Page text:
Molly Ivins, who died the last day of January, and I first met in 1965. I was 25, fresh out of The University of Texas at Austin, a cub reporter at the Houston Chronicle, with a wife and two daughters. Molly was a 20-year-old intern, home in Houston from college for the summer. As a new reporter starting in the summer, I was included with the Tuesday morning meetings of the interns, including Molly and Carlton Carl. Though still growing as a writer and life observer, Molly was a powerful presence even then.
In 1970, Molly, with a master's degree in journalism from Columbia University and time as a reporter in Minnesota, became co-editor of the Texas Observer with Kaye Northcott. It was a great time to cover Texas politics, with the Sharpstown stock fraud and banking scandal - revelations of sweetheart deals to help pave the way for self-serving legislation - about to blow apart Texas state government.
I was in Dallas at the Morning News by then. When in Dallas, given the Observer's shoestring budget, Molly often bunked at our house with my first wife Saundra and me. She became a close Dutch aunt to our grade-school daughters Michelle and Candace.
Covering Dallas politics, with many friends and the state government in Austin, I spent a lot of time there in the early 1970s. Molly and the Observer crowd were housed in an old twostory house at the corner of West Seventh and Nueces Streets.
I'd call to see what was going on.
"Come on over," Molly would often say. Usually, she'd add, "You might bring along a six-pack of Bud."
So we'd hang out on the Observer's great second-story porch, look south through the oaks, tell political stories, and drink beer.
Before Molly joined the New York Times in 1976, she once hosted a slumber party for daughter Michelle. Michelle and Molly talked about it from then on. When I was going into a divorce in the late 1970s, Molly invited daughter Candace to spend several days with her in Denver, where she was the New York Times Rocky Mountain bureau, covering 10 western states.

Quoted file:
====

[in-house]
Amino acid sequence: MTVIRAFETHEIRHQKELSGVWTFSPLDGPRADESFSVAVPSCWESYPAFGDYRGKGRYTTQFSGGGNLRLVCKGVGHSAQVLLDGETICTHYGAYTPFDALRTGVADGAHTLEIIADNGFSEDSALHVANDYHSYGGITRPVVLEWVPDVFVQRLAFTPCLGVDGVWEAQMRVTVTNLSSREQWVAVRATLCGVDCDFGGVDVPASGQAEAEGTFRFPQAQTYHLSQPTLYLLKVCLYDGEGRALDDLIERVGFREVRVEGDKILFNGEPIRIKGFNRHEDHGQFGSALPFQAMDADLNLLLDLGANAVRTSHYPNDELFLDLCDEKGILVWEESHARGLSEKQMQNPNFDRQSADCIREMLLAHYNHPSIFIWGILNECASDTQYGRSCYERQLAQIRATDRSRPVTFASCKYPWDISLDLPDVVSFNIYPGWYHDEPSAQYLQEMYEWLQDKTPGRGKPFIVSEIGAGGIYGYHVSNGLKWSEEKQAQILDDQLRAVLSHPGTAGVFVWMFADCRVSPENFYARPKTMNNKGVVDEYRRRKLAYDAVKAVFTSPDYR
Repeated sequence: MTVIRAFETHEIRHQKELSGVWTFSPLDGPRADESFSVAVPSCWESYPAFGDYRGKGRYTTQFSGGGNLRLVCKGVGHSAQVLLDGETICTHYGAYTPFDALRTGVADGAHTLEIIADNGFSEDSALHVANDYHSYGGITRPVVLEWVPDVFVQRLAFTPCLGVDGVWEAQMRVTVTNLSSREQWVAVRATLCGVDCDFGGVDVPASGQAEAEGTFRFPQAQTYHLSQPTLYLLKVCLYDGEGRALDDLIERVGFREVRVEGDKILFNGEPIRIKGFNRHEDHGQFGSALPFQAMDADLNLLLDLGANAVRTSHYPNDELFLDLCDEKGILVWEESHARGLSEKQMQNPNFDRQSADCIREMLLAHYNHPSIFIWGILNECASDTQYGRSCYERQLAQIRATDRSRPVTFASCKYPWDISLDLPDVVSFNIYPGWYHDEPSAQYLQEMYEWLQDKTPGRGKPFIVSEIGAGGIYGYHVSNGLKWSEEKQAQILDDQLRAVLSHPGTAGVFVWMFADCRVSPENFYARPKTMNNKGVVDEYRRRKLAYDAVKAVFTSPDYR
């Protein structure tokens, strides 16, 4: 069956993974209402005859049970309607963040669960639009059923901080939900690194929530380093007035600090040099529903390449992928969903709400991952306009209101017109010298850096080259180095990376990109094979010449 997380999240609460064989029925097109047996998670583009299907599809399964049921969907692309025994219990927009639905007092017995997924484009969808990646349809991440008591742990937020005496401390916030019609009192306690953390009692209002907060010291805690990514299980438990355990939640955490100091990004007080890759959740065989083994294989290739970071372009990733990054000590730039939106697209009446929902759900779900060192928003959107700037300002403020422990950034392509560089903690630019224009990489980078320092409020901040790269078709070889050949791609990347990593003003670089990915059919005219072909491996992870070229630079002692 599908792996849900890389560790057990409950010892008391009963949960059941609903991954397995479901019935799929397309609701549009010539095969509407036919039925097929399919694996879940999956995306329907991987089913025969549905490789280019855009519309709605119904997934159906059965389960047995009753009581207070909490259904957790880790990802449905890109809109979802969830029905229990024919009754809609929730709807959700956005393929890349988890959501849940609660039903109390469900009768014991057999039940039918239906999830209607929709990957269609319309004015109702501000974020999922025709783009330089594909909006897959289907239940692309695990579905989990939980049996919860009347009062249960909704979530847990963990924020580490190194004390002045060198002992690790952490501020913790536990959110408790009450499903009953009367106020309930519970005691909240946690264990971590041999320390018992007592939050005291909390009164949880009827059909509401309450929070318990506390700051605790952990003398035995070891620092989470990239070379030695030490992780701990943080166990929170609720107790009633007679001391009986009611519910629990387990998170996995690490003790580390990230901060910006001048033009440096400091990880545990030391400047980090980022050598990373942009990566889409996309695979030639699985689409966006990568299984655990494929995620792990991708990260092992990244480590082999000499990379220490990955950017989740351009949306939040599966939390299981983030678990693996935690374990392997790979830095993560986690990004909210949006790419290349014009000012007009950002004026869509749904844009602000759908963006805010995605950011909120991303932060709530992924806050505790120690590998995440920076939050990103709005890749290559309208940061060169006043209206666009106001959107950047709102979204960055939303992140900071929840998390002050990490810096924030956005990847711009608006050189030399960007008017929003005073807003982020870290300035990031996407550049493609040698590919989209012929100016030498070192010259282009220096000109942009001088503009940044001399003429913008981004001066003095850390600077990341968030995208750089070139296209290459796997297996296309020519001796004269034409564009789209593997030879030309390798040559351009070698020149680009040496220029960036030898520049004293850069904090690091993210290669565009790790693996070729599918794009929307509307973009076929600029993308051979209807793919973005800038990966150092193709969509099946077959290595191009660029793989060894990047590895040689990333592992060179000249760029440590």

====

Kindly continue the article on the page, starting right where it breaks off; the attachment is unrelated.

In 1978, before Molly moved back to Dallas to write a column for the Dallas Times-Herald in the early 1980s, I had moved to Austin to work for the Austin American-Statesman. Molly was as troubled as other friends that Saundra and I were divorcing, but hung tough as our friend.
She also developed a great respect and love for my next wife Carole Kneeland, who Molly had actually known in Houston. Molly helped lead the singing and dancing at our backyard wedding in 1982. Molly moved with her column to Austin in the 1980s. After the Times-Herald folded in late 1991, Molly moved to the Fort Worth Star-Telegram.
Over more than four decades, Molly and my evolving family shared a lot, like canoeing and camping trips with our friends. One highlight was the annual late-winter campout on Bob Armstrong's ranch, northwest of Austin. Campfires, music, food, drink, camaraderie, and sometimes rain, cold and mud. It became an extended family reunion.
The Final Friday monthly gathering of an eclectic Austin progressive community was started by Virginia and Sam Whitten. When they aged out as hosts, Kate and Ty Fain took over. When the Fains moved to Marathon in West Texas, Molly picked up the ball.
She hosted it even after diagnosed with breast cancer. Final Friday survived for several years, with its pot-luck, adult beverages, and music and poetry - often emceed by Molly - until her cancer, and too many strangers showing up to drink and carouse, led Molly to call a halt.
Molly was one of the wonderful women who shared a book club with Carole - often talking more about loves, letdowns, lusts and life than literature. When Carole's breast cancer got worse, that group provided enormous support during the weeks Carole convalesced before she died.
It was experience put to use when Molly's own cancer was diagnosed and worsened. Molly later wrote that she took my advice: Don't do cancer alone. Let friends help you. It gives them a way to show their love, and helps you get done things you need to.
When Carole died in 1998, Molly was at her funeral. Five years after Carole's death, when I married my neighbor, and my and Carole's longtime friend Kathryn Terwey Longley, who also endured breast cancer, Molly was there.
Molly always was there for me, and probably thousands she has known as personal friends, plus millions who enjoyed her wonderful talents as a very iconoclastic writer, speaker, and incredibly humorous watchdog of politics.
Losing Molly is losing a part of my life. But I know, with all her friends, that her spirit will lift us, forever.
Contact McNeely at dmcneely@austin. rr.com or 512/323-0248.